The Rose Bowl celebrated its centennial last month and raised $2.1 million from 1,200 attendees for the upkeep and modernization of the stadium, on top of the $40 million raised by the Rose Bowl Legacy Foundation. The event also raised more than $500,000 for the construction of a new Rose Bowl sign. The Pasadena City Council recently approved plans for the Rose Bowl Operating Company to explore potential new revenue generating opportunities to ensure the economic viability of the stadium and the Brookside Golf Course.

Lighting a Fire: Faculty at Historically Black Colleges and Universities are Exposing Eager Students to IP Fundamentals

The Michelson Institute for Intellectual Property recently launched the HBCU IP Futures Collaborative—a faculty-led community of practice aimed at evangelizing IP education to fellow campus educators, creators, innovators, and entrepreneurs

By Justin Chapman, Inventors Digest Magazine/Michelson Philanthropies/Michelson 20MM Foundation/Michelson Institute for Intellectual Property, 8/24/2022

This article was featured as the August 2022 cover story in Inventors Digest Magazine. Click here to view the full magazine cover and story.

A South Carolina State University student created a way to make meal preparation faster, and he applied for a patent. A student at Xavier University in Louisiana is developing a line of skincare products and plans to trademark her logo. Intellectual property—including patents, copyrights, and trademarks—is a competitive advantage in today’s economy. Yet most students aren’t exposed to these tools.

Underrepresented entrepreneurs face even more overwhelming, systemic barriers. Consider that a Michigan State University study found between 1976 and 2008, African-American inventors were awarded six patents per 1 million people, compared to 235 patents per 1 million for all U.S. inventors. Statistics like those are why the Michelson Institute for Intellectual Property (Michelson IP) launched the HBCU IP Futures Collaborative—a faculty-led community of practice aimed at evangelizing IP education to fellow campus educators, creators, innovators, and entrepreneurs.

Michelson’s mission

“We need to do something to make sure we recruit women and people of color, and try to have some equity,” said Dr. Gary K. Michelson, founder of the Michelson 20MM Foundation, which oversees Michelson IP. IP education has “lit a fire under the students,” said Dr. Jerald Dumas, dean of the Graduate College and chair of the Chemical Engineering Department at Hampton University in Virginia.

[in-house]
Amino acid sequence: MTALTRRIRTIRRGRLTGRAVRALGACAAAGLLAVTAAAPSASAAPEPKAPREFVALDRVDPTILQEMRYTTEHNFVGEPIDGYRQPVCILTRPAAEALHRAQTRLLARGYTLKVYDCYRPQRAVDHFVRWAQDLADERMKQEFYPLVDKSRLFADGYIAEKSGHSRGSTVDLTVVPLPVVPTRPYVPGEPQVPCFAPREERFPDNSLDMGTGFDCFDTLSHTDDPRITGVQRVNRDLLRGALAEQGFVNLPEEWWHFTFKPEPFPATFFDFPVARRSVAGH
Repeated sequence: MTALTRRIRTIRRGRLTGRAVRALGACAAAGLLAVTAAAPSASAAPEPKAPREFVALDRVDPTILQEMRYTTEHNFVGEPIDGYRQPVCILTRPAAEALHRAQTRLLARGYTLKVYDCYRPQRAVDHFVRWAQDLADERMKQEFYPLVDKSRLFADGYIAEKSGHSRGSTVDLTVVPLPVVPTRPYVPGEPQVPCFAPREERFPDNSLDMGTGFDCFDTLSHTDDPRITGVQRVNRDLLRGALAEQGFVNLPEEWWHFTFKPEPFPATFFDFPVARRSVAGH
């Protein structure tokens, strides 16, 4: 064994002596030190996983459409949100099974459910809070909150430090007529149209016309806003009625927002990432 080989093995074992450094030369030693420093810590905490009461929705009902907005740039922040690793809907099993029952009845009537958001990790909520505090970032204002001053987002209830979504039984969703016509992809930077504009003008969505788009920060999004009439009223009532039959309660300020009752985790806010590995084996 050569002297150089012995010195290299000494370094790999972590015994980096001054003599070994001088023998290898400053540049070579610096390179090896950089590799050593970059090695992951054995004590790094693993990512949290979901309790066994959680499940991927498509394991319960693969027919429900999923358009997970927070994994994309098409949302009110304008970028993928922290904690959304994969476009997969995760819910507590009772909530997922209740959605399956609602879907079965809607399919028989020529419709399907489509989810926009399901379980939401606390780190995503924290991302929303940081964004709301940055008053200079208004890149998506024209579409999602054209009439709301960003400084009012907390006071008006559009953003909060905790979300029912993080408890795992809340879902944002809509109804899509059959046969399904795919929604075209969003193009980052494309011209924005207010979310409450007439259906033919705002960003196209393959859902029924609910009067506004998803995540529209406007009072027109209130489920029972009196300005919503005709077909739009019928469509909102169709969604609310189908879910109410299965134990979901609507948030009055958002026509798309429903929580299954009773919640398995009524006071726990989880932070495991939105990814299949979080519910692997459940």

As part of the program, Michelson IP provided digital curricula, resources, videos, textbooks, and $25,000 grants to the seven HBCUs that joined the program: Bethune Cookman University, Morehouse College, Norfolk State University, Tuskegee University, Hampton, South Carolina State, and Xavier.

“Our nation’s HBCUs are a wellspring of creativity and ingenuity,” Michelson said. “The collaborative will further uplift these students in identifying and securing their valuable IP for the benefit of generations to come.”

Michelson IP also produced the textbook “The Intangible Advantage: Understanding Intellectual Property in the New Economy” to provide free IP education to students. It addresses patents, trademarks, copyright, and trade secrets. It is available as a digital textbook called “Introduction to Intellectual Property” through OpenStax, the leading publisher of free, open educational resource textbooks. More than 23,000 students worldwide have taken the Michelson IP course, a free resource hosted on the Udemy e-learning platform. Nearly 400 institutions have embedded Michelson IP’s curriculum and resources into the classroom.

A burning hunger

Dr. Muhsinah Morris, director of Morehouse in the Metaverse, said there’s a hunger among young people for IP education. They know it is a key to their success.

“I had students actually reading the book [“The Intangible Advantage”]. They won’t read the chemistry books that they paid for,” Morris said.

“I had a student before Day 1 say, ‘I’m already through Chapter 3. I was just so curious, and I couldn’t stop reading. I went through the PowerPoints and videos, too.’ And to be frank, it’s not like he was the best student I’ve ever had. That’s the enthusiasm that I want to see. The fact that he had this exploratory curiosity that was being forged and nurtured was really exciting.”

Dumas is also co-principal investigator of Hampton’s Innovation Corps (I-Corps) Site. I-Corps Sites are National Science Foundation-funded organizations that provide infrastructure, advice, resources, networking opportunities, training, and funding to entrepreneurs to transition their concepts into the marketplace.

“In Phase 2, we want to engage the students even more, bring in more guest speakers, and actually have students go through mock invention disclosure applications.”

—Dr. Jerald Dumas, Hampton University

“The Michelson IP education is synergistic with I-Corps activities, where students can learn about customer discovery and support their business ideas,” he said. “With the Michelson funding, I could introduce them to protecting their intellectual property and learning the differences between trademarks and other types of mechanisms to protect such property.”